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That joke isn't funny any more: Impairment, disability and audience in the films of the Farrelly brothers

Deborah Williams, Reality Productions/University of York
Co-author(s): Alison Wilde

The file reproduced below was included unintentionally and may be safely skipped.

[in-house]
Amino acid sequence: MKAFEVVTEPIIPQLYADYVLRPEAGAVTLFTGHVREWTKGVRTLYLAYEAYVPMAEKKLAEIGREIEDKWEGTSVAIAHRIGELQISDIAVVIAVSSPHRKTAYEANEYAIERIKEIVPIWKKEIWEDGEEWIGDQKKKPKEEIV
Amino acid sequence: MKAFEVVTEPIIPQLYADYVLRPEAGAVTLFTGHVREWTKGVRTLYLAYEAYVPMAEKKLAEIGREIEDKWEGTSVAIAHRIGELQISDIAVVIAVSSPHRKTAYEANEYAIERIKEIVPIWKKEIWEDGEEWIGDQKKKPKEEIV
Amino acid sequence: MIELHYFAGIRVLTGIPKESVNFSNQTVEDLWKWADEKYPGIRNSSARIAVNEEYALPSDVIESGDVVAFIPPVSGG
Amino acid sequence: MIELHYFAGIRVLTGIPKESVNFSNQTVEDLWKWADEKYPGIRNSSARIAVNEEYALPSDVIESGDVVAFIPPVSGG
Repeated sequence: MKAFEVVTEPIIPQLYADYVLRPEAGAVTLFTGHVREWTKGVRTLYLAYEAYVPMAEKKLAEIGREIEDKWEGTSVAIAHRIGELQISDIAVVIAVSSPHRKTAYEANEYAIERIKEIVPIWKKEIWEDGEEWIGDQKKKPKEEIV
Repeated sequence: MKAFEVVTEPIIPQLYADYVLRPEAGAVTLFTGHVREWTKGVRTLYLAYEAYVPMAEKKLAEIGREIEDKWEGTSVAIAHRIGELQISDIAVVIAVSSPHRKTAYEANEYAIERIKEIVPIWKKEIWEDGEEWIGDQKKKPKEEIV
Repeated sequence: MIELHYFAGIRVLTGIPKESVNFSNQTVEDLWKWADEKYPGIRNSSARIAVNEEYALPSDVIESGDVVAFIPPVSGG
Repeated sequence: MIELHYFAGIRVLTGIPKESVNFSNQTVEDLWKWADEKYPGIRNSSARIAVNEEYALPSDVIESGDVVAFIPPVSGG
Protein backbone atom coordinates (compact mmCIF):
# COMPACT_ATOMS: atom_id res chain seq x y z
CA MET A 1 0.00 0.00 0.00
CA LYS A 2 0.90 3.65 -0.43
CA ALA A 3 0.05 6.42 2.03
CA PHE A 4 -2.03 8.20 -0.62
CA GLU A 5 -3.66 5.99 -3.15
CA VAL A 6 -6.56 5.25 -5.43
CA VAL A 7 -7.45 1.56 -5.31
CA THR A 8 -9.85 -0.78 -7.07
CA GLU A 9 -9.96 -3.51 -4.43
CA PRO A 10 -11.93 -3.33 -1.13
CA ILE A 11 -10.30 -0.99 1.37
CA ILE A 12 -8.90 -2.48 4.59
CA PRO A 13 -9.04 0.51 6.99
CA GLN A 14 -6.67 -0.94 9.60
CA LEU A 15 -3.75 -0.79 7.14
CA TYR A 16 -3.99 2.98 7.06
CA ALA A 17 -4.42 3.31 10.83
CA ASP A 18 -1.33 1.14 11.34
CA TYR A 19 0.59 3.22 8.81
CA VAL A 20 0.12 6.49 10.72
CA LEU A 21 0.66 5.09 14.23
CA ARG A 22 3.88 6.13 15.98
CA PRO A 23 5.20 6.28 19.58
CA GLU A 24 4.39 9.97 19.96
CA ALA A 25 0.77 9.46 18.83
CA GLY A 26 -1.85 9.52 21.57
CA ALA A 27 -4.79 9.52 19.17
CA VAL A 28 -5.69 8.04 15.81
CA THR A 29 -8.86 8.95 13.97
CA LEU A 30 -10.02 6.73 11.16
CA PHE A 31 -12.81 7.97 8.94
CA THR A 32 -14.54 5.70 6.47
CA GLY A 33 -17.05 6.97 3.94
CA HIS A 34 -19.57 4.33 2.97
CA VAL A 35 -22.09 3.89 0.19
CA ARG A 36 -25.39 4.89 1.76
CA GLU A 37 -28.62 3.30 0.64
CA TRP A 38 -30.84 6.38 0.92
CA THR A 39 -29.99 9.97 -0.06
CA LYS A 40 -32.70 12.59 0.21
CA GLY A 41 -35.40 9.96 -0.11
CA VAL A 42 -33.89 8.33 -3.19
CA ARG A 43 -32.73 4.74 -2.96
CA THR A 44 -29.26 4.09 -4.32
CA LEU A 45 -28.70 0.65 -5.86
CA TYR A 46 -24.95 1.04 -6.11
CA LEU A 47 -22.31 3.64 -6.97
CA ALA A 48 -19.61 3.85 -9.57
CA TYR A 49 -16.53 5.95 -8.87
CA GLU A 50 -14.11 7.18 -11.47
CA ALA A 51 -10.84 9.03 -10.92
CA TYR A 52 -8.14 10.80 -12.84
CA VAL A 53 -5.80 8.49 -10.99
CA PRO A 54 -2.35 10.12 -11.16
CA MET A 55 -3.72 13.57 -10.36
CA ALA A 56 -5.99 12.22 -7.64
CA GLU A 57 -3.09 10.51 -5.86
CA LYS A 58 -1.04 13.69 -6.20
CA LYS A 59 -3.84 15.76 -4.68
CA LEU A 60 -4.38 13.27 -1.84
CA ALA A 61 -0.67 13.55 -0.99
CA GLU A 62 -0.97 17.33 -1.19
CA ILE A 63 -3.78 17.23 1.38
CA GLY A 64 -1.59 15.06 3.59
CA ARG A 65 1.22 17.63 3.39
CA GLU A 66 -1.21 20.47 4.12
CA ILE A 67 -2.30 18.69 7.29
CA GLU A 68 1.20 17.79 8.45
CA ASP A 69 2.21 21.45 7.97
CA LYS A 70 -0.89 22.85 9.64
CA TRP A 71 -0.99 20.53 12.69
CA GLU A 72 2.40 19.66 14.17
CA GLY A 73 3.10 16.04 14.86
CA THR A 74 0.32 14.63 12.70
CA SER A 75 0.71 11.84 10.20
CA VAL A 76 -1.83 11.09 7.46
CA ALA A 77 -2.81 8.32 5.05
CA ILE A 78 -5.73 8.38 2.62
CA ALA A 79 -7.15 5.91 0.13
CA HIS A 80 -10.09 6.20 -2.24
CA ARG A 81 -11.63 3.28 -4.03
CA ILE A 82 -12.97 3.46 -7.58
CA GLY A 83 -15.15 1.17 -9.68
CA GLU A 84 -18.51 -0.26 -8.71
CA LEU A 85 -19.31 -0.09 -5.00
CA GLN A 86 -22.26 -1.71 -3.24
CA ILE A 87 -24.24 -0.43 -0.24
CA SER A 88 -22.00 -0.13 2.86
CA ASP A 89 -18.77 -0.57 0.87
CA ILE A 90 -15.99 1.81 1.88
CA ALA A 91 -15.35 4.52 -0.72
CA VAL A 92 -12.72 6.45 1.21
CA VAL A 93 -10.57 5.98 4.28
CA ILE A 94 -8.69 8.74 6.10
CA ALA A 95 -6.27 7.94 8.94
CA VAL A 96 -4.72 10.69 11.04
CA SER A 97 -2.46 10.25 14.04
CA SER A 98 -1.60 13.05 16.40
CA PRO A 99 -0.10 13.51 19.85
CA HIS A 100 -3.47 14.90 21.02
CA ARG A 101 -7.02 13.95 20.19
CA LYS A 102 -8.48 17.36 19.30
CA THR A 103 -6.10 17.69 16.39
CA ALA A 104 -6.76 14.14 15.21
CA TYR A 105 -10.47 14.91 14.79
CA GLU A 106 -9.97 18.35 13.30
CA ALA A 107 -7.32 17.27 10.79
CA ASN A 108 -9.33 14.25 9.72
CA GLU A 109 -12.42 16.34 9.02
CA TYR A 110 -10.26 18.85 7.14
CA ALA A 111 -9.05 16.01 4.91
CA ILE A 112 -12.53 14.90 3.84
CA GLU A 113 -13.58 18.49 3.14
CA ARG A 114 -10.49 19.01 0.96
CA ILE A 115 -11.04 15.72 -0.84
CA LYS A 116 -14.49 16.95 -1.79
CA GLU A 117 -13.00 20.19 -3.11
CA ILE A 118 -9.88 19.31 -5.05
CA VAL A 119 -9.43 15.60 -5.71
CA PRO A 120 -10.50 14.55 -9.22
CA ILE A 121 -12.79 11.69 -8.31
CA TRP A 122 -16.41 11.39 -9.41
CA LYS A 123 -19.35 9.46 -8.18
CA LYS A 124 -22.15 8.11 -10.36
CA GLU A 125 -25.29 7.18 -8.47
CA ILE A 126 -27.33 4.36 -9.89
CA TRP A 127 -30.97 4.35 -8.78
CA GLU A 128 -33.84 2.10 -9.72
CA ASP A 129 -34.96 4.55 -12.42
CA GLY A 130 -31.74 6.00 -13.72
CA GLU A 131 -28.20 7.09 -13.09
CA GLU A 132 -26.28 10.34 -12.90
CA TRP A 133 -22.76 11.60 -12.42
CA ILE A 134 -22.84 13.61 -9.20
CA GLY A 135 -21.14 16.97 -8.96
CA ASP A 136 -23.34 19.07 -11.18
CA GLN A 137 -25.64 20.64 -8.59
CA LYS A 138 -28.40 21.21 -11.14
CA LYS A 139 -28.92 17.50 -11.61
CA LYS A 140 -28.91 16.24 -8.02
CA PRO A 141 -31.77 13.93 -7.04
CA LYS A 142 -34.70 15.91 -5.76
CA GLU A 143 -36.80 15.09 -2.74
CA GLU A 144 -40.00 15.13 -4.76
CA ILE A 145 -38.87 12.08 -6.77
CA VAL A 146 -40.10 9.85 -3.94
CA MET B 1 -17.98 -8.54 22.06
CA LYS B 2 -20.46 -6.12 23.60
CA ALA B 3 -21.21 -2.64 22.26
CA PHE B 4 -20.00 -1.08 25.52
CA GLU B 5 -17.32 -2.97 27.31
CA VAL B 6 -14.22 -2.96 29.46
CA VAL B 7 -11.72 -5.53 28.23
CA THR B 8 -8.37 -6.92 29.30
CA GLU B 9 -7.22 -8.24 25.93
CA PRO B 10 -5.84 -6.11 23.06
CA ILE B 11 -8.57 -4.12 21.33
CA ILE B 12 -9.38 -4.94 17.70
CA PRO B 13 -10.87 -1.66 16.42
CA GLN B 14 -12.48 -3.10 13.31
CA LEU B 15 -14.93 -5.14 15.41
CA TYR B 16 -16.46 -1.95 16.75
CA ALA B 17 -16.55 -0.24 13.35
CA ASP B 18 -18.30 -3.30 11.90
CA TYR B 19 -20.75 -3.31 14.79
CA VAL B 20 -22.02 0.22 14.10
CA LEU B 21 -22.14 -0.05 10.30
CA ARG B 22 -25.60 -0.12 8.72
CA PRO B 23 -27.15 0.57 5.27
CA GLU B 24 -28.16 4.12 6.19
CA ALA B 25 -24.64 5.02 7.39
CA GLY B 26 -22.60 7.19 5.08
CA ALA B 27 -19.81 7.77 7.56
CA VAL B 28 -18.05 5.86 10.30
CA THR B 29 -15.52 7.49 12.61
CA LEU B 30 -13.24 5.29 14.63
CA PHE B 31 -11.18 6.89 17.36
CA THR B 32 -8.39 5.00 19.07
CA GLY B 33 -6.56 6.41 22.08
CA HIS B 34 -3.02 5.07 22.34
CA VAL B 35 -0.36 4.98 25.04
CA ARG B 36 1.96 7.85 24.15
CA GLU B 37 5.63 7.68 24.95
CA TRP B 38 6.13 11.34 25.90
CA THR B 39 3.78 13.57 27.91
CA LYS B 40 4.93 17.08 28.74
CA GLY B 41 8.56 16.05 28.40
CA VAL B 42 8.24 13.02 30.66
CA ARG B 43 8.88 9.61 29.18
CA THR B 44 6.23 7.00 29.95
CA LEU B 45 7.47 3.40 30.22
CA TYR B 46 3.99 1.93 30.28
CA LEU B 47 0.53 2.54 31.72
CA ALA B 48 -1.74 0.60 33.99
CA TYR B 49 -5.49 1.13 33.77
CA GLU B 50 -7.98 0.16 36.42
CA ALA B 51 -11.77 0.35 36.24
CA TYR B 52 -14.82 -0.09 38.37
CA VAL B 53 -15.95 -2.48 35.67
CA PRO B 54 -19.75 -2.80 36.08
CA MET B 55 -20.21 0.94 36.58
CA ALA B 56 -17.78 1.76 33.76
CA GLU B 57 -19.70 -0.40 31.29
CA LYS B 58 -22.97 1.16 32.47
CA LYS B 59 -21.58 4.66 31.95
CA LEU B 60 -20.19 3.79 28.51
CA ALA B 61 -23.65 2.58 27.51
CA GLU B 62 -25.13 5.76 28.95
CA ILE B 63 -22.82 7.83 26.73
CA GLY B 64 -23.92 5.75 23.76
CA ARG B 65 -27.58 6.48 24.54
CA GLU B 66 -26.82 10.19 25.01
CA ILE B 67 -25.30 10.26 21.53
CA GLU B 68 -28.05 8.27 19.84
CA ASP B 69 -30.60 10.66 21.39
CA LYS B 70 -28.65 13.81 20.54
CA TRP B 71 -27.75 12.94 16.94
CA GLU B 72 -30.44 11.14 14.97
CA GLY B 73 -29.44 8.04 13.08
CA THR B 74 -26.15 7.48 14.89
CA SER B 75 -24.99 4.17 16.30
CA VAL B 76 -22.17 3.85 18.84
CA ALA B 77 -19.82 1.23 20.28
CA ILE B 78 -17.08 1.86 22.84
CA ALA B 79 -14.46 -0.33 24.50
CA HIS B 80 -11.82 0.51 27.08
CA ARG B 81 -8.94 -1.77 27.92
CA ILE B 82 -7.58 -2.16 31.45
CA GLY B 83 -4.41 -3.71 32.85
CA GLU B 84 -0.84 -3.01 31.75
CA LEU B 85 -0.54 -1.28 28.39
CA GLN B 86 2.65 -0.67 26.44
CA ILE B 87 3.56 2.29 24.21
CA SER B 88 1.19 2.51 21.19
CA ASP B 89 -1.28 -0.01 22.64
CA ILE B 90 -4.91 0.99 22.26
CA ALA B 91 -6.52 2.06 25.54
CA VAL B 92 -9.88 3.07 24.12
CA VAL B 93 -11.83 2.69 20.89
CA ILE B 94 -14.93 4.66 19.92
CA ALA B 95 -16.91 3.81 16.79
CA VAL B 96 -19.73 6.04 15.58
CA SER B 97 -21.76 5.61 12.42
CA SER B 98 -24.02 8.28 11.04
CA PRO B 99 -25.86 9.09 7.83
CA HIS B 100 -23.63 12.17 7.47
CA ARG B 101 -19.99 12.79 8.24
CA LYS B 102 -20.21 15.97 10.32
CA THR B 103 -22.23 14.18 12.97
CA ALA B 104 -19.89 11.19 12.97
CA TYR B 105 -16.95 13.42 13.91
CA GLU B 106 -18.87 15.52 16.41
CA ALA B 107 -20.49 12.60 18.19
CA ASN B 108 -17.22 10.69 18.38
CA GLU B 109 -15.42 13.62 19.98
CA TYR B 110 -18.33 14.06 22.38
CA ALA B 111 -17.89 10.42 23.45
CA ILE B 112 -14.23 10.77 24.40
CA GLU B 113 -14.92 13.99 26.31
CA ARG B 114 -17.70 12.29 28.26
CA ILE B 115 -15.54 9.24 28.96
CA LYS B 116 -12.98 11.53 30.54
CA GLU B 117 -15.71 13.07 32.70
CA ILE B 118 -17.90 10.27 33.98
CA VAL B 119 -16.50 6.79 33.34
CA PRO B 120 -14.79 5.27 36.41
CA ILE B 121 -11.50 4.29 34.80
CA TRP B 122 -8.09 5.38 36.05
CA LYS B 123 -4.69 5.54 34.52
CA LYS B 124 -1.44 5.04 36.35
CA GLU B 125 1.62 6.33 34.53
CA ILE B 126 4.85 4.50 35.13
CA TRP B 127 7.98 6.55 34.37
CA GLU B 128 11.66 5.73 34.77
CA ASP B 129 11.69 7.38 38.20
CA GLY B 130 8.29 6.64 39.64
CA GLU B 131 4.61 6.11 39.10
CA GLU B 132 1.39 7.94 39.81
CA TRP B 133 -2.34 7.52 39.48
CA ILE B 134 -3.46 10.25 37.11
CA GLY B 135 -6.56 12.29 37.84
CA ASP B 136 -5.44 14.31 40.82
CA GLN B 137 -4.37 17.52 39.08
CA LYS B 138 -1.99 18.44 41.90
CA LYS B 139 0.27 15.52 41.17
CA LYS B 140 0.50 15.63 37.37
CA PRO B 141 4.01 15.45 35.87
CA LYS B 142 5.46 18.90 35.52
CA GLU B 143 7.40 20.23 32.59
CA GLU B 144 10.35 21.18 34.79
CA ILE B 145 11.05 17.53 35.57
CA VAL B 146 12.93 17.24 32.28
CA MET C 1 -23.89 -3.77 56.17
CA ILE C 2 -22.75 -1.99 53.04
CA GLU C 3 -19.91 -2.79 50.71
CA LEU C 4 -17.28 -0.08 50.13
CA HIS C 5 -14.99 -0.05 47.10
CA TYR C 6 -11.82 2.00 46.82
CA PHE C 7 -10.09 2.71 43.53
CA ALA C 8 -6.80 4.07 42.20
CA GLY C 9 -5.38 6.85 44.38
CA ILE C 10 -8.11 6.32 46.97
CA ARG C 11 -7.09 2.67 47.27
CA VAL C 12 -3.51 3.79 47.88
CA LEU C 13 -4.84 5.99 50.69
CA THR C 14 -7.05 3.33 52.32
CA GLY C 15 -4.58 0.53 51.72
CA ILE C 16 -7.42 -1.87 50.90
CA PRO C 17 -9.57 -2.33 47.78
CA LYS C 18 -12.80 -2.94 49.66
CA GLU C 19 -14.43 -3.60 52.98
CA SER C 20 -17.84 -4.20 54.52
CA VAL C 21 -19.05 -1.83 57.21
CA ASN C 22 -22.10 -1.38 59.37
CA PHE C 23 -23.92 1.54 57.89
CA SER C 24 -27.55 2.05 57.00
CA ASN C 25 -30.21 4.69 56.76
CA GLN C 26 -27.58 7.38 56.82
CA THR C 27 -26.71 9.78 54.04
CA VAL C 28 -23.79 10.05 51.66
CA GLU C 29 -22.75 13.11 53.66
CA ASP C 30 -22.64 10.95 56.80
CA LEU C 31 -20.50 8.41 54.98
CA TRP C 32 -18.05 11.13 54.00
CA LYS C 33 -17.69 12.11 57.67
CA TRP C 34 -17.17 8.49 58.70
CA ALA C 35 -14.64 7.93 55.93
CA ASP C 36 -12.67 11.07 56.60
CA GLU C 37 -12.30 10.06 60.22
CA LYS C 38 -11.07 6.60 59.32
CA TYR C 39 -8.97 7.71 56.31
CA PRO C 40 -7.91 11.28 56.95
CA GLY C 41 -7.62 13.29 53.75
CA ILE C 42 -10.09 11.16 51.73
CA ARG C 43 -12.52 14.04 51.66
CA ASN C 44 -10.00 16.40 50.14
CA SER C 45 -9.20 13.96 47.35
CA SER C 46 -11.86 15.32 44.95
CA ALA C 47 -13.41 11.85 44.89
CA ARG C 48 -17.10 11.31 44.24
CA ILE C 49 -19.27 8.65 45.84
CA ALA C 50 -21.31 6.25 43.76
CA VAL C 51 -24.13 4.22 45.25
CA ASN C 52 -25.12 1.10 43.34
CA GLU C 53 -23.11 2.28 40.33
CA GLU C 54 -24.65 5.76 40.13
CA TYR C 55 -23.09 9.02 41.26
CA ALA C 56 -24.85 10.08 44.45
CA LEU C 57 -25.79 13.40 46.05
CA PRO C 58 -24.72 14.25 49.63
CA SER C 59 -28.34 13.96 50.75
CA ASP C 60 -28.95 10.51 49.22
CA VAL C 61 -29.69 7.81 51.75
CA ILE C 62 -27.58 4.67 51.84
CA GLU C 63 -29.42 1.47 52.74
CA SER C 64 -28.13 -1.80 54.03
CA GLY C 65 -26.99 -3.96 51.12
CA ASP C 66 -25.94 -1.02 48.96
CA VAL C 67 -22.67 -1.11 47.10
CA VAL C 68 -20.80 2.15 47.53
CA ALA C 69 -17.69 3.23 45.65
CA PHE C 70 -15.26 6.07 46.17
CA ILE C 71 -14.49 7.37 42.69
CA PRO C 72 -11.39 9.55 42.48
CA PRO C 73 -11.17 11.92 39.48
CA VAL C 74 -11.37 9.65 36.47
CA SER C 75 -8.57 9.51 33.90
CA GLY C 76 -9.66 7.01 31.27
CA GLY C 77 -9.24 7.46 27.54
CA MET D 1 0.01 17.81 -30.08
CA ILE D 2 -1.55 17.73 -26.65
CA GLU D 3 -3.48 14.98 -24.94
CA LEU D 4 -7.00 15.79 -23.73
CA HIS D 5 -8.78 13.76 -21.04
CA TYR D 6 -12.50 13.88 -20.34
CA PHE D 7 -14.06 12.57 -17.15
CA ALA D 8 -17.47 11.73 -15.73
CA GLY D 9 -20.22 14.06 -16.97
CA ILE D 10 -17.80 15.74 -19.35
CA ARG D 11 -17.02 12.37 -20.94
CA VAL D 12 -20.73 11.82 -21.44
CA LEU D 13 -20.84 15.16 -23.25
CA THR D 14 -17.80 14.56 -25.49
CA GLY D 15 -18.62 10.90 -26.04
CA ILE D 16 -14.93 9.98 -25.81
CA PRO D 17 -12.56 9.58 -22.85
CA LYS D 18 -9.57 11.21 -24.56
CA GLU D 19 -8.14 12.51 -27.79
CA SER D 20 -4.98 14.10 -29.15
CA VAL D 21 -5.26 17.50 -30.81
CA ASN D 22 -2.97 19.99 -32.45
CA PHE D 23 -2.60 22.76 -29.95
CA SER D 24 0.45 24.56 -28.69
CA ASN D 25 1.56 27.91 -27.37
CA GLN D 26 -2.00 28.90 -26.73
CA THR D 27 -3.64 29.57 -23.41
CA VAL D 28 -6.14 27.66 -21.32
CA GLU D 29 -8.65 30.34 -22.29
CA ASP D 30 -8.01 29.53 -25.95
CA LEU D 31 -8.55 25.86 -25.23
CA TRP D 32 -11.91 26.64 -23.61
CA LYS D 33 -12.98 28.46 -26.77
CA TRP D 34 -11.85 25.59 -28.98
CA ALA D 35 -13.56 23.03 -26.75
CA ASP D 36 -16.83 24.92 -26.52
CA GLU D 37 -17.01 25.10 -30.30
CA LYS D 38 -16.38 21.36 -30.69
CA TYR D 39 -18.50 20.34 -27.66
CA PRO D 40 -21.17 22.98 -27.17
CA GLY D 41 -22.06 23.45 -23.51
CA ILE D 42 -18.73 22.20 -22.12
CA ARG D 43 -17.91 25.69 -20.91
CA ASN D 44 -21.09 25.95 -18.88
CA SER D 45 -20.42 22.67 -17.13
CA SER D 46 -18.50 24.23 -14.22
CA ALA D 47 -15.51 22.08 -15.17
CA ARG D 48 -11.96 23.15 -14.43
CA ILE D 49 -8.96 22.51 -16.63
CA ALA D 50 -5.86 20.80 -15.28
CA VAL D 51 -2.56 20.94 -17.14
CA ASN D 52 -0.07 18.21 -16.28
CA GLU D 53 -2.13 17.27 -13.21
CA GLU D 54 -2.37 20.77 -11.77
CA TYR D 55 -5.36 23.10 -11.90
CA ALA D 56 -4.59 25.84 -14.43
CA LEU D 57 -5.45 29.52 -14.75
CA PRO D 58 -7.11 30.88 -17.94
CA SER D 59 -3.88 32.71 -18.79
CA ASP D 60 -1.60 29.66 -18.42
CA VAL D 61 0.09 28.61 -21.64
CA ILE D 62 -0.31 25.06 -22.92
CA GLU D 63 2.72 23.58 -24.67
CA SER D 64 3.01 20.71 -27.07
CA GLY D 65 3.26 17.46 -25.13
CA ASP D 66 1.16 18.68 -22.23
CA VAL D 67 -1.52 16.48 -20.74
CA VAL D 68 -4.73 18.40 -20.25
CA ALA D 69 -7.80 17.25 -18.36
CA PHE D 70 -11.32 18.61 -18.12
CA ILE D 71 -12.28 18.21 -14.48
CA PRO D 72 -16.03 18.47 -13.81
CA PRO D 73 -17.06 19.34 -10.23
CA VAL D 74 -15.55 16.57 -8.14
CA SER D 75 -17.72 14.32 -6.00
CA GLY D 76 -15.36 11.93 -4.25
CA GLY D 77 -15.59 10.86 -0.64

This paper traces the evolution of the representational strategies taken in depicting disabled characters in the films of the Farrelly Brothers. In particular, it explores some of the paradoxes of deliberate attempts to raise disability concerns in accessible forms of mainstream comedy. Focussing on such films as Me, Myself and Irene, Something about Mary, Kingpin, and Stuck on You, we will highlight cinematic devices which grapple with the multiple and fluid identities of disabled characters, and will examine the roles disabled actors play. We will also discuss the engagement with audiences and their psycho-emotional attachments. This will be followed by an exploration of the ways that these films play with and manipulate disabled and non-disabled viewer's prejudices and audience reactions, exposing the cultural misrecognition of disabled people in mainstream attitudes. Finally we raise important questions about the industry's resistance to the increasingly social and political disability related content of these and other genres.

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